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Incomplete echocardiographic recovery at 6 months predicts long-term sequelae after intermediate-risk pulmonary embolism. A post-hoc analysis of the Pulmonary Embolism Thrombolysis (PEITHO) trial.

Research paper by Stefano S Barco, Mariaconcetta M Russo, Eric E Vicaut, Cecilia C Becattini, Laurent L Bertoletti, Jan J Beyer-Westendorf, Hélène H Bouvaist, Francis F Couturaud, Thierry T Danays, Claudia C Dellas, Daniel D Duerschmied, Klaus K Empen, Emile E Ferrari, Nazzareno N Galiè, David D Jiménez, et al.

Indexed on: 20 Dec '18Published on: 20 Dec '18Published in: Clinical research in cardiology : official journal of the German Cardiac Society



Abstract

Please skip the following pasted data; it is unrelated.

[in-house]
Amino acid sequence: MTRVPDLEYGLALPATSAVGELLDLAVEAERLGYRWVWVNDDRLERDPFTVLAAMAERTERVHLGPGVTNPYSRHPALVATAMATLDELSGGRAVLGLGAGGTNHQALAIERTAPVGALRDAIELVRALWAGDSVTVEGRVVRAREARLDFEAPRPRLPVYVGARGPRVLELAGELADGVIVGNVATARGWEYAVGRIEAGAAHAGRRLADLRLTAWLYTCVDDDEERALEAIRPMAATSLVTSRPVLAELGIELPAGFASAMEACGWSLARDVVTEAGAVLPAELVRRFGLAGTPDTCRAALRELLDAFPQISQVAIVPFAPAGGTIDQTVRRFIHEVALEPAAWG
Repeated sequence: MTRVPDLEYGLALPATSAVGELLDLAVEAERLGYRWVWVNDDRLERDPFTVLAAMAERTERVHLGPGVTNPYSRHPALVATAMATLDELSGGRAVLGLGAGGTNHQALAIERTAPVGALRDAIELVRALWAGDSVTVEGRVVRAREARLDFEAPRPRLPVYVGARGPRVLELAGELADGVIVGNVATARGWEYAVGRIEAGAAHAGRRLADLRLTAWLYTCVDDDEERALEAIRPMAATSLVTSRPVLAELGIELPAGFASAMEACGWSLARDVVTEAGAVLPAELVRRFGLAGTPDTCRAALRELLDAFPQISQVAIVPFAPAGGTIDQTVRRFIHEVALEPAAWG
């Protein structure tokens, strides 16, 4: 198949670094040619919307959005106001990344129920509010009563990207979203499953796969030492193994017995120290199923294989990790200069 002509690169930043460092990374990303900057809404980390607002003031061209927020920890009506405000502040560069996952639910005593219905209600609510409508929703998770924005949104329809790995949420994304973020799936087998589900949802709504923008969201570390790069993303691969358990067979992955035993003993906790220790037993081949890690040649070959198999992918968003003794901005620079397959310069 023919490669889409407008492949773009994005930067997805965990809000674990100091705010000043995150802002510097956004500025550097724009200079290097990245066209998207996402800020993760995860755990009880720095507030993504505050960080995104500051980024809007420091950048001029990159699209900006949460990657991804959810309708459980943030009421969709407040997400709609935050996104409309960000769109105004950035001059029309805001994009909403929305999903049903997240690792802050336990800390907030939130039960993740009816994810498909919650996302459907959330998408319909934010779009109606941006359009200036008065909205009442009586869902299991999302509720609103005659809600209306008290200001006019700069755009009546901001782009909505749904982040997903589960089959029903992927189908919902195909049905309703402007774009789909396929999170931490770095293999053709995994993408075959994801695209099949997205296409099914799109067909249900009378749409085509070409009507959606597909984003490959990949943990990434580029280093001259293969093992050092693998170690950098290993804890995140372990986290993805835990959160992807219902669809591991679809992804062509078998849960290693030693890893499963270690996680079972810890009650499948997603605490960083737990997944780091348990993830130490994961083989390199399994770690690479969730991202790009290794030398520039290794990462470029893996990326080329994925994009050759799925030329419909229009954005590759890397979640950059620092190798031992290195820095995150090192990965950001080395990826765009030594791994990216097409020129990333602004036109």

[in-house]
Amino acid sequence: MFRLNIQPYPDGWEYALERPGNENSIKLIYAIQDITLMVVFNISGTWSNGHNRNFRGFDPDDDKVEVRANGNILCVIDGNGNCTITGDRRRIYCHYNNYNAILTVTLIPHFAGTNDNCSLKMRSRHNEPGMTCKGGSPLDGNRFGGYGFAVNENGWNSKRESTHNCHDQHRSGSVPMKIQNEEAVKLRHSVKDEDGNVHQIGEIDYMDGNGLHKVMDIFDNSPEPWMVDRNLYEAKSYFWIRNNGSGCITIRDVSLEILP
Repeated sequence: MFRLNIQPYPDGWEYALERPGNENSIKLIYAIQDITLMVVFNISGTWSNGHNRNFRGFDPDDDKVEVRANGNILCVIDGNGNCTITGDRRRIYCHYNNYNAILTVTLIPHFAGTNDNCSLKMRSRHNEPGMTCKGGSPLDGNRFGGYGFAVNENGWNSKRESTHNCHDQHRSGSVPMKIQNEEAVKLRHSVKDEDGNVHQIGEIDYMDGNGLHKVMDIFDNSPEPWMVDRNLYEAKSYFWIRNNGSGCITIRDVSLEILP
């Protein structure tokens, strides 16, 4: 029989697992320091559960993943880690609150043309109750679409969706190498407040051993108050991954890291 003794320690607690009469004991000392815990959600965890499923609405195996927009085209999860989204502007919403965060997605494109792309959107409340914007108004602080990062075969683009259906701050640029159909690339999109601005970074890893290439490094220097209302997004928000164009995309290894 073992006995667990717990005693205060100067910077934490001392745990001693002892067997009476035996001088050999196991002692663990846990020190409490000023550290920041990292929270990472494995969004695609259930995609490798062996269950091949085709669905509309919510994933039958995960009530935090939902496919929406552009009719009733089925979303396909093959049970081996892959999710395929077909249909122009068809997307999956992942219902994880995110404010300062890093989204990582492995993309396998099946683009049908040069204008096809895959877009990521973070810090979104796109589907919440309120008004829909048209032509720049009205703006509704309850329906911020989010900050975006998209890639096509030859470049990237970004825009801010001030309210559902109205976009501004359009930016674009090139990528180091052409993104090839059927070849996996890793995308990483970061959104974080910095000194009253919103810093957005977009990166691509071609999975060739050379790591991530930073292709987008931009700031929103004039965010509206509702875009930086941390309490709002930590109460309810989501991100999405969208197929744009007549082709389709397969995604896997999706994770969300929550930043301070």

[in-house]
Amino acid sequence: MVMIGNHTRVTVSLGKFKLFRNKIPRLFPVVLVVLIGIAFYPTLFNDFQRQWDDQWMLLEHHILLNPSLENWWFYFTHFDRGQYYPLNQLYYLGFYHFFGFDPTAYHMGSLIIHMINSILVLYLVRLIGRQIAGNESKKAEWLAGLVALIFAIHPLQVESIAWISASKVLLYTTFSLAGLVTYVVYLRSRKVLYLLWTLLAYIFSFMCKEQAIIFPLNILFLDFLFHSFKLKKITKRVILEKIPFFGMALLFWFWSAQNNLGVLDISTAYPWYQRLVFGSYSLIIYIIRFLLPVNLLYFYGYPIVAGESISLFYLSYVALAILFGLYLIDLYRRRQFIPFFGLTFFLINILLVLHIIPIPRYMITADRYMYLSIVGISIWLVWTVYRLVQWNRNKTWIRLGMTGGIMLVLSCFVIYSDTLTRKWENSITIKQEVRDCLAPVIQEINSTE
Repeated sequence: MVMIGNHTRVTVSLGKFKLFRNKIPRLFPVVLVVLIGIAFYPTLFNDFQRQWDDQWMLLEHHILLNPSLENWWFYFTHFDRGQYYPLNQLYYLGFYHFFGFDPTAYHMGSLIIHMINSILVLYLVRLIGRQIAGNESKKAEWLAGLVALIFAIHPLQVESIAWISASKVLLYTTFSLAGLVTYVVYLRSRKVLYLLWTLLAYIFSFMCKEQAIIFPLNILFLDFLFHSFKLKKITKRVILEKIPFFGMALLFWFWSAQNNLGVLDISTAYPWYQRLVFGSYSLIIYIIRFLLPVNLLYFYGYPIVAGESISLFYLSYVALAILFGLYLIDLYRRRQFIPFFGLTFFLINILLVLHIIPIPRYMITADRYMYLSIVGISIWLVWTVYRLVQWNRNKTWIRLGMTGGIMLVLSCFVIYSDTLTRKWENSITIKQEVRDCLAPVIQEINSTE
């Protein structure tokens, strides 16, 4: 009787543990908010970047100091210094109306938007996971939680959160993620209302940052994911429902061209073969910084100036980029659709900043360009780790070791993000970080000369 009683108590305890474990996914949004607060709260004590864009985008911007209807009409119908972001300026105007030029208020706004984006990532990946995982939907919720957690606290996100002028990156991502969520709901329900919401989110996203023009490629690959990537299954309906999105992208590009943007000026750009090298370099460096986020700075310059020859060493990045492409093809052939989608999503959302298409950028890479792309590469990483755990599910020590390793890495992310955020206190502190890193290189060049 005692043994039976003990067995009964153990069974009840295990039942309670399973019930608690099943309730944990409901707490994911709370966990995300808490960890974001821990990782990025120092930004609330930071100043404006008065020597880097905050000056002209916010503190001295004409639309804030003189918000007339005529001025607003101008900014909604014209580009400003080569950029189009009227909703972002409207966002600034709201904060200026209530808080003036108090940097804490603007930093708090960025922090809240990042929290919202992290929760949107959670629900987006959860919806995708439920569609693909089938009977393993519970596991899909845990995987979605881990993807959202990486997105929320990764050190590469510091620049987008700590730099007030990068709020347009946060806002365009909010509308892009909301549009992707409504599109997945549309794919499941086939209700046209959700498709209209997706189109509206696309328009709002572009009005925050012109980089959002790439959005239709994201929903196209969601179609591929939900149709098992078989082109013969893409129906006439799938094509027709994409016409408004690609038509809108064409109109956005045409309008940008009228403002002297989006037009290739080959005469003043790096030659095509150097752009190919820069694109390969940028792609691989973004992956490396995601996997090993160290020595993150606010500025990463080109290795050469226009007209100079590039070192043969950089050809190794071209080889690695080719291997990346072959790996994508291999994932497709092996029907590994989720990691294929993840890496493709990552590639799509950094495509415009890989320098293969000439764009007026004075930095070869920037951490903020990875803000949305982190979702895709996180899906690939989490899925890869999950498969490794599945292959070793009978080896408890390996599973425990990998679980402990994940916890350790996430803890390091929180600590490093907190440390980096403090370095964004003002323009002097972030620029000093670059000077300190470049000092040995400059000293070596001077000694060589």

Symptoms and functional limitation are frequently reported by survivors of acute pulmonary embolism (PE). However, current guidelines provide no specific recommendations on which patients should be followed after acute PE, when follow-up should be performed, and which tests it should include. Definition and classification of late PE sequelae are evolving, and their predictors remain to be determined. In a post hoc analysis of the Pulmonary Embolism Thrombolysis (PEITHO) trial, we focused on 219 survivors of acute intermediate-risk PE with clinical and echocardiographic follow-up 6 months after randomisation as well as over the long term (median, 3 years after acute PE). The primary outcome was a composite of (1) confirmed chronic thromboembolic pulmonary hypertension (CTEPH) or (2) 'post-PE impairment' (PPEI), defined by echocardiographic findings indicating an intermediate or high probability of pulmonary hypertension along with New York Heart Association functional class II-IV. Confirmed CTEPH or PPEI occurred in 29 (13.2%) patients, (6 with CTEPH and 23 with PPEI). A history of chronic heart failure at baseline and incomplete or absent recovery of echocardiographic parameters at 6 months predicted CTEPH or PPEI at long-term follow-up. CTEPH or PPEI occurs in almost one out of seven patients after acute intermediate-risk PE. Six-month echocardiographic follow-up may be useful for timely detection of late sequelae.